A ewe led by Raine Garten from Dickinson County bested 139 others to take supreme champion honors in the commercial breeding ewe show. Garten’s ewe garnered a $500 premium. Owning the reserve supreme, worth $400, was Hannah Whetstone from Elk County. The third overall commercial ewe, earning $300, was exhibited by Clay Brillhart of Bourbon County. A ewe led by Mason Rookstool from Pottawatomie County claimed fourth overall and earned $200. Fifth overall was a commercial ewe exhibited by Emery Yoho of Woodson County, who received a $100 premium. Cargill sponsored both breeding ewe shows. 

In the senior sheep showmanship division, Emery Yoho from Woodson County was named champion. Reserve champion was Landon Roberts of Marion County. Finishing the top five, in placing order, were Hannah Whetstone, Elk County; Tate Crystal, Bourbon County; and Kodi McComb, Pratt County. Kynlee Dressler of Douglas County took home top honors in the intermediate division. Reserve went to Carter Watson, also from Douglas County. Rounding out the top five, in placing order, were Brynn Boggs, Reno County; Lakyn Rookstool, Pottawatomie County; and Brecken Nelson, Greeley County. In the junior division, Colyer Williams of Reno County was named champion showman. Jentry Palmer of Bourbon County took home reserve. Finishing out the top five, in placing order, were Edward Taylor, Labette County; Laytynn Boggs, Reno County; and Quinlyn Yoho, Woodson County. 

Jack Gilliam of Washington County received grand champion honors and a $2,000 premium for his 82 lb. entry in the market goat show, sponsored by Cargill. A total of 159 head was shown. Lakyn Rookstool from Pottawatomie County showed the reserve grand champion market goat, which weighed 92 lbs. and earned $1,000. Third, worth $750, went to a goat shown by Kodi McComb of Pratt County. Reece Ingvoldsen from Cowley County showed the fourth place market goat and earned $500. Fifth overall was an entry from Aidan Yoho of Woodson County that brought $400. 

Cedar Caruso from Linn County showed the supreme champion commercial doe. Her entry bested 122 others to claim the honor and earn $750. Jera Schoenfeld of Thomas County exhibited the reserve supreme champion doe, worth $500. Third overall went to an entry from Haylee Lanham of Anderson County, which was worth $400. Chosen for fourth was a commercial doe owned by Kyser Nemecek from Allen County that earned $300. Fifth overall, worth $200, was a doe shown by Kodi McComb of Pratt County. Cargill also sponsored the commercial doe show. 

Jera Schoenfeld from Thomas County was the top showman in senior goat showmanship. Erin Johnson of Butler County was reserve. Finishing the top five, in placing order, were Karli Neher, Ellis County; Reese Ingvoldsen, Cowley County; and Kodi McComb, Pratt County. In the intermediate division, Brecken Nelson of Greeley County was champion. Eleanor Thimmesch from McPherson County was awarded reserve. Rounding out the top five, in order of finish, were Maylee Reece, Kearny County; Anna McCurry, Sedgwick County; and Ella Neher, Ellis County. Andrew Morales of Finney County was named champion in the junior division. Graham Williams from Reno County was awarded reserve. Following grand and reserve, in placing order, were Mya Neher, Ellis County; Cannon Vajnar, Ellis County; and Avery Franklin, Reno County.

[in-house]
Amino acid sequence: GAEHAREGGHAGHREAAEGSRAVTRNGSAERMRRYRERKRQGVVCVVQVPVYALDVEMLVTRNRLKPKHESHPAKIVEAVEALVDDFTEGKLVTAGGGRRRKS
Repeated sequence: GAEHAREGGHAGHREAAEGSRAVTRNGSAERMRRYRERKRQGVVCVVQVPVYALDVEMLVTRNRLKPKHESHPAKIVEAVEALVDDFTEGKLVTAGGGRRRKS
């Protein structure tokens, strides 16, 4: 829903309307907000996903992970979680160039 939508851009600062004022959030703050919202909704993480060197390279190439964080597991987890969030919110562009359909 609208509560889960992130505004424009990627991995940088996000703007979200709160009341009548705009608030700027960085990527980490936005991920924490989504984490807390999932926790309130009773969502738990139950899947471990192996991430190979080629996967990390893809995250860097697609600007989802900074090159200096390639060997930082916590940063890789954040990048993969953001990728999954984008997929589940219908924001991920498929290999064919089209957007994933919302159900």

KJLS presented $20,500 in scholarships to 13 exhibitors. Those receiving $2,000 scholarships were Carissa Dalquest, Morris County; Kaylee Lukert, Wabaunsee County; Nissa Olsen, Riley County; and Weston Schrader, Ottawa County. Five students were awarded $1,500 scholarships, including Kennedy Coffin, Jefferson County; Preston Dunn, Stafford County; Tyree Figge, Pottawatomie County; Ethan Hatfield, Franklin County; and Emily Miser, Chase County. Students receiving $1,250 stipends were Jack Habjan, Leavenworth County; Rachel Hendricks, Elk County; Aaron Morales, Finney County; and Karli Neher, Ellis County. Since the inception of the KJLS scholarship program in 1993, a total of 372 exhibitors have been awarded $531,100. 

The LEAD Challenge allows exhibitors to learn about current industry issues and apply that information in a competitive environment. All those entered in the challenge participated in the LEAD Listen & Learn, showmanship, skills stations and interviews. Exhibitors placing first through fifth in the senior division were Lane Higbie, Franklin County; Carley Dreher, Allen County; Ian Dunn, Stafford County; Noah Goss, Ellsworth County; and Kyser Nemecek, Allen County. First through fifth in the intermediate division were, in order of finish, Cami Miller, Butler County; Garrett Dunn, Stafford County; Kealie Bryant, Finney County; Grayson Maxwell, Pawnee County; and Nell Goss, Ellsworth County. In the junior division, first through fifth were Quinn Breiner, Pratt County; Hallie Mullen, Grant County; Addison Maxwell, Pawnee County; Jorja Beeman, Greenwood County; and Elim Higbie, Franklin County. 

A team from Texas A&M University (TAMU) won the senior college competition at the Mid-America Classic Judging Contest, held in conjunction with KJLS. Kansas State University placed second. Kyler Vernon with Oklahoma State University was the top scoring senior college individual. He was followed by Logan Jackson with TAMU. Butler Community College won the sophomore division in the junior college contest, with Northern Oklahoma College (NOC) finishing second. High individuals in the junior college sophomore contest were Kale Campbell with NOC in first and Jacob Klaudt with Casper College in second. A team from Redlands Community College (RCC) won the freshman division, while Blinn College placed second. Jack Habjan with RCC outscored all other freshmen. The second place freshman was Lexi Hunt with South Plains College. 

In addition to Cargill, Merck Animal Health and Seaboard Foods, other sponsors included Evergy, Farm Credit Associations of Kansas, Friends of KJLS, Huvepharma, ICT Great Plains, the Kansas Department of Agriculture, Kansas Farm Bureau and Farm Bureau Financial Services, Kansas State University and the Kansas Livestock Association. In addition to these groups, volunteers from across the state also help organize and put on the show.